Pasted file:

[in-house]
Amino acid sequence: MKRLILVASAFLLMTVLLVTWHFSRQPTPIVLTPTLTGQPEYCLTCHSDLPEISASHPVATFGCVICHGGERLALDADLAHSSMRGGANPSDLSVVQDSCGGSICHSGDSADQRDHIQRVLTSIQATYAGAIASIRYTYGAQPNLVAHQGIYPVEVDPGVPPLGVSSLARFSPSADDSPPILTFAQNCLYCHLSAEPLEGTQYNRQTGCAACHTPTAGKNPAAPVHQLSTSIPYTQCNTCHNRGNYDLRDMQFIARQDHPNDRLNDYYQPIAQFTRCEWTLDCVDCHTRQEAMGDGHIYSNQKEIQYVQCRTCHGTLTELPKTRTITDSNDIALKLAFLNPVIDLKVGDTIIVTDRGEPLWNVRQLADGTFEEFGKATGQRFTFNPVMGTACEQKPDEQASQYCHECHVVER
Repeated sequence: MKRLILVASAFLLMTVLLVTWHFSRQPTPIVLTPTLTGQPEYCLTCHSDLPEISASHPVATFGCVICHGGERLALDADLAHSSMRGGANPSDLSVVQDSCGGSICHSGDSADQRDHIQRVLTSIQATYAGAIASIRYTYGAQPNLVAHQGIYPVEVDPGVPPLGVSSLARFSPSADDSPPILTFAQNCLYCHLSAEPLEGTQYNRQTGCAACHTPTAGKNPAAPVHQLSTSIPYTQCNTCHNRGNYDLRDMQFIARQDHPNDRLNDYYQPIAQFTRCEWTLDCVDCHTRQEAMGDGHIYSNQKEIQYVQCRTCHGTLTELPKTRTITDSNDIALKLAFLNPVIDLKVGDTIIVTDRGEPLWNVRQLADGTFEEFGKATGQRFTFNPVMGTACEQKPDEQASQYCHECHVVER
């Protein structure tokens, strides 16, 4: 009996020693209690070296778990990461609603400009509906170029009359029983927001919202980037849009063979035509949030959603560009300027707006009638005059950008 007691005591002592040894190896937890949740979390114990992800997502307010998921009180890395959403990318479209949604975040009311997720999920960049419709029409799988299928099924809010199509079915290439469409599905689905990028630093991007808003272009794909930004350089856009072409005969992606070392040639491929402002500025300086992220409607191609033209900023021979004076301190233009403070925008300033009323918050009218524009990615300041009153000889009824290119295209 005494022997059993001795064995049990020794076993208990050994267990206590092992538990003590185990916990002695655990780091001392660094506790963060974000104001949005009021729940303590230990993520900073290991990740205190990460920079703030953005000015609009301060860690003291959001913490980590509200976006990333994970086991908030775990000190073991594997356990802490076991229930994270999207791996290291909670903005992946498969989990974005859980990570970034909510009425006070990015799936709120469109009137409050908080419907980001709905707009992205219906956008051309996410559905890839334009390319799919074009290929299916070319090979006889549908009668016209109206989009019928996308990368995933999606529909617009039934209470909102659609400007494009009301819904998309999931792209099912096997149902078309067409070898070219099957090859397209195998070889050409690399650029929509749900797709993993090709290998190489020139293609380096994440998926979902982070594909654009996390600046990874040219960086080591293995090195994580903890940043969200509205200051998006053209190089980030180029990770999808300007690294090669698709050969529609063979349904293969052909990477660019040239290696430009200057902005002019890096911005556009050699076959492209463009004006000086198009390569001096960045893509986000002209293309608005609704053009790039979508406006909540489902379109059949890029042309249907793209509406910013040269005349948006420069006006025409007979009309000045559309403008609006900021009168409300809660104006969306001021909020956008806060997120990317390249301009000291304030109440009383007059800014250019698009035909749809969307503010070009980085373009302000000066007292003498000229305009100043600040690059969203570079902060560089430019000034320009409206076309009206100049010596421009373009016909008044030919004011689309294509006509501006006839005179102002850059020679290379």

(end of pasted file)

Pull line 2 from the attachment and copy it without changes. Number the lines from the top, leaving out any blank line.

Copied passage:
Amino acid sequence: MKRLILVASAFLLMTVLLVTWHFSRQPTPIVLTPTLTGQPEYCLTCHSDLPEISASHPVATFGCVICHGGERLALDADLAHSSMRGGANPSDLSVVQDSCGGSICHSGDSADQRDHIQRVLTSIQATYAGAIASIRYTYGAQPNLVAHQGIYPVEVDPGVPPLGVSSLARFSPSADDSPPILTFAQNCLYCHLSAEPLEGTQYNRQTGCAACHTPTAGKNPAAPVHQLSTSIPYTQCNTCHNRGNYDLRDMQFIARQDHPNDRLNDYYQPIAQFTRCEWTLDCVDCHTRQEAMGDGHIYSNQKEIQYVQCRTCHGTLTELPKTRTITDSNDIALKLAFLNPVIDLKVGDTIIVTDRGEPLWNVRQLADGTFEEFGKATGQRFTFNPVMGTACEQKPDEQASQYCHECHVVER